The Black Book is the famed ‘French Revolution Noir’ that sprung forth from the team of director Anthony Mann, cameraman John Alton, writer Philip Yordan and producer/art director William Cameron Menzies. Like a Classics Illustrated comic book turned into a fever dream, this epic in miniature somehow convinces us that we’re in 1789 France, on a tiny budget. It still carries an original Eagle-Lion logo, with a Columbia torch lady added later on — the original title was Reign of Terror. Often seen in choker close-ups, the actors are just as fevered — Richard Basehart’s Robespierre waxes sinister, along with such expressive types as Richard Hart, Arnold Moss, Charles McGraw, Norman Lloyd and Wade Crosby. The story moves so fast that we become confused; I’ve seen it twice and will attempt to get it straight this third time. Arlene Dahl and a very good Robert Cummings are the romantic, subversive agents trying to keep possession of an important MacGuffin Black Book. In his second film, uncredited, is the feisty little Rusty Tamblyn.


Nina Foch makes another big impression in Johnny Allegro, while leading man George Raft is his usual non-presence. Cameraman-turned director Ted Tetzlaff did this picture right after his The Window, and keeps the pot a-boiling in a story tailored to Raft’s narrow notions of self-image. An escaped con who served in the O.S.S. (without a background check?), Raft’s Johnny Allegro is enlisted by government agent Will Geer to follow mystery lady Glenda (Foch). He gets the goods on a traitorous Mr. Big, a counterfeiter named Vallin (George Macready), who has an outpost on an secluded island. Raft tangles with various henchmen, saves Glenda and puts paid to the bad guys; by the finale the show has turned into a new version of The Most Dangerous Game, with archer Macready hunting down Raft with a longbow. Macready’s ‘Morgan Vallin’ sends us to the IMDB, as the name is awfully close to his Ballin Mundson in the classic Gilda.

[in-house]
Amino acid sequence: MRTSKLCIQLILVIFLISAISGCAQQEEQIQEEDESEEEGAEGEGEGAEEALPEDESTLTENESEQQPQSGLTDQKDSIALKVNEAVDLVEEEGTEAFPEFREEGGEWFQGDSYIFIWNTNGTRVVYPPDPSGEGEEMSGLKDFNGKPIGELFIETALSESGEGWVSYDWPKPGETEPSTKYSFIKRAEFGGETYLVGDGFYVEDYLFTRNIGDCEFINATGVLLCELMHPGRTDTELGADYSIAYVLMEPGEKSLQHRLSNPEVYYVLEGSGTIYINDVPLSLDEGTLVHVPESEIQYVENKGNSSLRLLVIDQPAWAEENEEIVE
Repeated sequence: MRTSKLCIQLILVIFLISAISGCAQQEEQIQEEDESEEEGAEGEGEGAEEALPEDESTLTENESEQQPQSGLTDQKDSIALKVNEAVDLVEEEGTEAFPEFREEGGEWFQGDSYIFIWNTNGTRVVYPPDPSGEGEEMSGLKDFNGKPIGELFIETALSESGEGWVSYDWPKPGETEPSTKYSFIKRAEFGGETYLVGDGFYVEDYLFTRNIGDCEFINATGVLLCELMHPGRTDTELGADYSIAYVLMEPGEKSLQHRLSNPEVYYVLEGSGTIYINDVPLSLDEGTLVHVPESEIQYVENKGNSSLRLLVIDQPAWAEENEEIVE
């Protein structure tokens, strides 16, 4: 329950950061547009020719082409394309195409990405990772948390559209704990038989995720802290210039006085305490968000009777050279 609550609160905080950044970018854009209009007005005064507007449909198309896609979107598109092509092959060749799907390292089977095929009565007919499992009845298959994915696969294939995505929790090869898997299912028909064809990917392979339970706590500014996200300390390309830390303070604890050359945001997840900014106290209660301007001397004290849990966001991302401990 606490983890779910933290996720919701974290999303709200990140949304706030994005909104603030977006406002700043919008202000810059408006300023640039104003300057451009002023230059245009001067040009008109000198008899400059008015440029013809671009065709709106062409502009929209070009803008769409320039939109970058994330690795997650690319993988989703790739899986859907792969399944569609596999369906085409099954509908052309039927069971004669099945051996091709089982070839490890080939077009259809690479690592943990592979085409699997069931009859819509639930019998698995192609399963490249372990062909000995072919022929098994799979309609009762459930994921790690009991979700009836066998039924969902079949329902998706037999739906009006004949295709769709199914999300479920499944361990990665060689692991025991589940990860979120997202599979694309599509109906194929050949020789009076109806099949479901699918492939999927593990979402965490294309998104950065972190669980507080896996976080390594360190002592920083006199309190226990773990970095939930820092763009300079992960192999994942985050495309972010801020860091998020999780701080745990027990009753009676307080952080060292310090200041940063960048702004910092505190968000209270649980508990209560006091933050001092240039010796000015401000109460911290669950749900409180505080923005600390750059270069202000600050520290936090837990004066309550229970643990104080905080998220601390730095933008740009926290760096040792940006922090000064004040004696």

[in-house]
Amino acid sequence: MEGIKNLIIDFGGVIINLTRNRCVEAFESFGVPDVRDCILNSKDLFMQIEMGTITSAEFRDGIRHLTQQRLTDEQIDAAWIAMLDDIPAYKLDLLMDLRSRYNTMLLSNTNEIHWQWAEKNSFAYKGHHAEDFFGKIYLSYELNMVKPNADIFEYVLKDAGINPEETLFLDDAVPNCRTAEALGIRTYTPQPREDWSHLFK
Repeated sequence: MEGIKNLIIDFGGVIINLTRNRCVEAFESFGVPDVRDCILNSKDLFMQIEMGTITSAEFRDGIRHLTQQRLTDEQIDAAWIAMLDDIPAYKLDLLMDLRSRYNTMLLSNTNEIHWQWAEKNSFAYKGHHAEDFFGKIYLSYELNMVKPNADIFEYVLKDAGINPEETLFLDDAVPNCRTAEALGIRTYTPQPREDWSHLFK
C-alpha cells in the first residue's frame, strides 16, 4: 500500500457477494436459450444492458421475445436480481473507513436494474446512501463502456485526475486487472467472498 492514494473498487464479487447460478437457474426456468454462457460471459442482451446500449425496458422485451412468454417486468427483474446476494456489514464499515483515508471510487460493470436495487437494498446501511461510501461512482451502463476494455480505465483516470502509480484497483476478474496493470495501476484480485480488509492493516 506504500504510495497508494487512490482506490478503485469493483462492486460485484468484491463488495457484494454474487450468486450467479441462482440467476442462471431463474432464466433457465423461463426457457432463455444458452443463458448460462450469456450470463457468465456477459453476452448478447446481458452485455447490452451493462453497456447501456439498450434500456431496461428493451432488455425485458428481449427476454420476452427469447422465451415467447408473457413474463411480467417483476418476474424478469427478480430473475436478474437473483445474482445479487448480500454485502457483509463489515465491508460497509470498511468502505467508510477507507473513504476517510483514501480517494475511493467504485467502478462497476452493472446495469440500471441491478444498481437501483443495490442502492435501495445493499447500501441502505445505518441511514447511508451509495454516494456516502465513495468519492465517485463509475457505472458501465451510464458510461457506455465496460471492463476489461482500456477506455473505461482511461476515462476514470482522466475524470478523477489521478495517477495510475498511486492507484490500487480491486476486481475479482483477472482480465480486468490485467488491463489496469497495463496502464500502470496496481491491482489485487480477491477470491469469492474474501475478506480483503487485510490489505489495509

711 Ocean Drive is the excellent noir I gave a full DVD review to once before, back at DVDtalk in 2010. An ambitious telephone lineman works a slick technical trick to rig race results in bookie joints, and almost takes over the entire wire racket. For content I couldn’t add anything except to say it’s held up very well — Edmond O’Brien is still fresh and sassy, at least four viewings later. The HD image, even is slightly compromised, is an appreciable improvement.


I also reviewed The Killer That Stalked New York, when it was the lead-off title on Sony’s ‘Bad Girls of Film Noir’ DVD collection in 2010. It’s not quite a top-notch noir — Harry Essex’s script is weak, and was likely taken on to imitate Elia Kazan’s Panic in the Streets, a far more compelling public service message about a potential epidemic on U.S. soil. Killer is more in line with Columbia’s cheap docu-noirs about tracking down Red spies, Walk a Crooked Mile and Walk East on Beacon!; just the same, it features Evelyn Keyes, Dorothy Malone and Lola Albright, so who’s complaining?